This organization did not last long, as the nation’s entrance into the second world war caused Roosevelt to turn the COI into the OSS (Office of Strategic Services). Upon its creation, there were some initial rivalries between other organizations within the government and the OSS. At first, the OSS was prohibited by the FBI from receiving or decoding any intercepted messages from the Axis powers. The OSS was originally not created with the intentions of being a spying organization, much like its predecessor, instead it was intended to strictly provide covert information, research, and disseminate propaganda. Eventually, however, the OSS established a valid intelligence branch of its own, which was not authorized in the Western Hemisphere it did begin operations, however, in regions abroad such as North Africa. This unit was called the Secret Intelligence Branch. The Pacific had no use for the OSS, so they were not included in interactions with Japan. The OSS did have effective communications with the British, though, and their partnership provided the less experienced organization with training and information.
For example, during World War 2, an SI station chief, Allen W. Dulles, was able to obtain information on Germany’s deployment in France as well as information on travel and transport between Switzerland and the Reich. Thanks to Dulles’s interactions with German officials, the British were able to uncover the location of a German spy stationed in Britain.(3) William Donovan also created the X-2 unit in order to share German intelligence (ULTRA) with the British.
Political relations between America and Britain improved becasue of these interactions between the two world powers during both world wars. So, the Secret Intelligence Branch and X-2 unit not only gathered important data and research asparts of the OSS, but also proved helpful and effective in aiding the Allies carry out well thougt out attacks on Germany.The creation of the OSS opened up job opportunities for professionals from various disciplines, such as economists, psychologists, anthropologists, and historians.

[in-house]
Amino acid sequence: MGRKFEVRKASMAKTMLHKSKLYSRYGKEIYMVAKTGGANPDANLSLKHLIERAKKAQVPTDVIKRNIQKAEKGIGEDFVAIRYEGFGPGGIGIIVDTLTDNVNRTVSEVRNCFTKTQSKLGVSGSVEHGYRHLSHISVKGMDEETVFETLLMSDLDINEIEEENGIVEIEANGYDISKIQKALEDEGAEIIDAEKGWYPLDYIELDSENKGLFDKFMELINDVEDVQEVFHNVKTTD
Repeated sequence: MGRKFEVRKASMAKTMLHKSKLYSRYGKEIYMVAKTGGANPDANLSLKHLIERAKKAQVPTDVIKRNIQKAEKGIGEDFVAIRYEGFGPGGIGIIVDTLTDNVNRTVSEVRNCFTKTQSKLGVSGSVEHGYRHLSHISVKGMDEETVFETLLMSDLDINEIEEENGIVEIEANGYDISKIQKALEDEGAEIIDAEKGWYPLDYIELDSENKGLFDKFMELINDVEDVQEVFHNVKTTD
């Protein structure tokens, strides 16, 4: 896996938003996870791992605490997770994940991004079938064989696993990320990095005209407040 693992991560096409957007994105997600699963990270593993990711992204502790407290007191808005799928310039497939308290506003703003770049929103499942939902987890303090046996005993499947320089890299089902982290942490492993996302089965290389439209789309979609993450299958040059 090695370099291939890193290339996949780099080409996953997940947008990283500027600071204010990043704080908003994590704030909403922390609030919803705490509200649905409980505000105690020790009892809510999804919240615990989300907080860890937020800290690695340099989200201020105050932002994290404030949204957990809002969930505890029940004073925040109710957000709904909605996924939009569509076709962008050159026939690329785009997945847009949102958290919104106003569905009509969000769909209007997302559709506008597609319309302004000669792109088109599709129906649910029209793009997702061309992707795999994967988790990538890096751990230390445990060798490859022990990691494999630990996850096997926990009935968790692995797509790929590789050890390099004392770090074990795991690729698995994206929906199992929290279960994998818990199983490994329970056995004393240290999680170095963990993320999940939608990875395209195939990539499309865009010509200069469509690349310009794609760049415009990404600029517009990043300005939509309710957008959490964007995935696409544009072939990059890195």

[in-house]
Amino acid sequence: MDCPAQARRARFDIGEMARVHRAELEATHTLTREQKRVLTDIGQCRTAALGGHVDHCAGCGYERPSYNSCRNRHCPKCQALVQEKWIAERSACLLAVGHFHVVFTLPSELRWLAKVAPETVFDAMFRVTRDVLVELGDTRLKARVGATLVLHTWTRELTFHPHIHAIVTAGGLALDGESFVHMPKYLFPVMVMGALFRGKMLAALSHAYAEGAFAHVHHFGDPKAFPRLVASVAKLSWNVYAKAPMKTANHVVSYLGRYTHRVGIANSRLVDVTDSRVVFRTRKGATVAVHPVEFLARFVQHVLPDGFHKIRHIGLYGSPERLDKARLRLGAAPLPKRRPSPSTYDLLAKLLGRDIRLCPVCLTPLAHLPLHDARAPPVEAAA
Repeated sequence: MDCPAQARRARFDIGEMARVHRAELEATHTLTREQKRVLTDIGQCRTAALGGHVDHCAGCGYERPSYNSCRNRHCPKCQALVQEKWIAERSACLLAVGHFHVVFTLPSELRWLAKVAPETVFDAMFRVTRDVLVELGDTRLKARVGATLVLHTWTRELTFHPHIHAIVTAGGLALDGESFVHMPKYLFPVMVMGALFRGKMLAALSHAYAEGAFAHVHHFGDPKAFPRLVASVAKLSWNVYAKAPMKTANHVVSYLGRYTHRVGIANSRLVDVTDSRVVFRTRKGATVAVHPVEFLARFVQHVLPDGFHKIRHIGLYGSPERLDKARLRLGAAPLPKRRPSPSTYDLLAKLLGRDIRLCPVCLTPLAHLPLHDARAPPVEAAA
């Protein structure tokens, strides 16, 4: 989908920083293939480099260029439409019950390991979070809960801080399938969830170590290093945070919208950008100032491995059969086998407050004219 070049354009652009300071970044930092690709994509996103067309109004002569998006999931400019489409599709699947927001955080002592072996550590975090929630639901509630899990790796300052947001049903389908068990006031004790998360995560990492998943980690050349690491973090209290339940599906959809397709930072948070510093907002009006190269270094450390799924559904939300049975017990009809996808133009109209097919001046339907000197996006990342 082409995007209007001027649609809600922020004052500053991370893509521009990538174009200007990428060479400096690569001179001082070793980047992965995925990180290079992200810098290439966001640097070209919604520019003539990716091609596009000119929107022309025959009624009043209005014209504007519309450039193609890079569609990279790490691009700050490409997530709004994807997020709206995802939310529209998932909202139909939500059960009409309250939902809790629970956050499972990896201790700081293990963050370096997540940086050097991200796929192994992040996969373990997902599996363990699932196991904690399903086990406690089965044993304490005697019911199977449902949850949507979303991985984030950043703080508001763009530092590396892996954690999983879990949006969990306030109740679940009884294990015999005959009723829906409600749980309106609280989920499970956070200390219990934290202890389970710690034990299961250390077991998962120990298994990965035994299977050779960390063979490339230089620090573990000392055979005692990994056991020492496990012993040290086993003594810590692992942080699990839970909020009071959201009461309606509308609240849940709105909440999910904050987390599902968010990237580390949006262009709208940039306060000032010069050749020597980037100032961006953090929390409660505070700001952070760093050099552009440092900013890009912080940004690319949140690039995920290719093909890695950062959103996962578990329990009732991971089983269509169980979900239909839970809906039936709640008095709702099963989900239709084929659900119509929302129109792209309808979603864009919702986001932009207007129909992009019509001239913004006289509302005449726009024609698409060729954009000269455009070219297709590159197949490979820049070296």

The OSS also offered work for women and “at its peak in late 1944, OSS employed almost 13,000 men and women … About 7,500 OSS employees served overseas, and about 4,500 were women”. (4) Because of Donovan’s firm belief that a treu intelligence organization would utilize the minds of all people, especially ethinic minorities and women, to their fullest potential. No onewould suspect a woman of knowing secrets that cold take down countries. The Research and analysis branch was the most valued sector of the OSS. When the OSS was shut down, a unanimous decision was for the branch to be preserved. The Cold War was a political stand-off between a capitalist United States and Communist Soviet Union. Although the two world powers never engaged in physical warfare, both were constantly at the ready for nuclear war.
Espionage during the Cold War was one of many factors that strained U.S. and Soviet relations. During the war, the American government handled the liquidation of and creation of intelligence organizations. The OSS was dissolved on October 1, 1945, under executive orders from President Truman, effectively moving the espionage branch to the Strategic Services Unit. He then created the Central Intelligence Group on January 22, 1946. Both of these organizations were the predecessors of our current Central Intelligence Agency, or CIA, which was established on July 26, 1947 when Truman signed the National Security Act of 1947.
In a memorandum to the President dated September 19, 1945, the Director of Strategic Services requested for the establishment of a central intelligence agency and outlined three steps for creating it, the first being”An executive order setting up a National Intelligence Agency (composed of the secretaries of state, war, and the navy, and a representative of the joint chiefs of staff), a director of the central intelligence agency (appointed by the president), and an intelligence advisory board (heads of the principal military and civilian intelligence agencies).” (5)The CIA was made up of both new recruits and veterans of the OSS. Although the initial act was passed in 1947, the CIA was not authorized to have funds for covert operations until 1949. The organization did not become an official part of American government until 1953.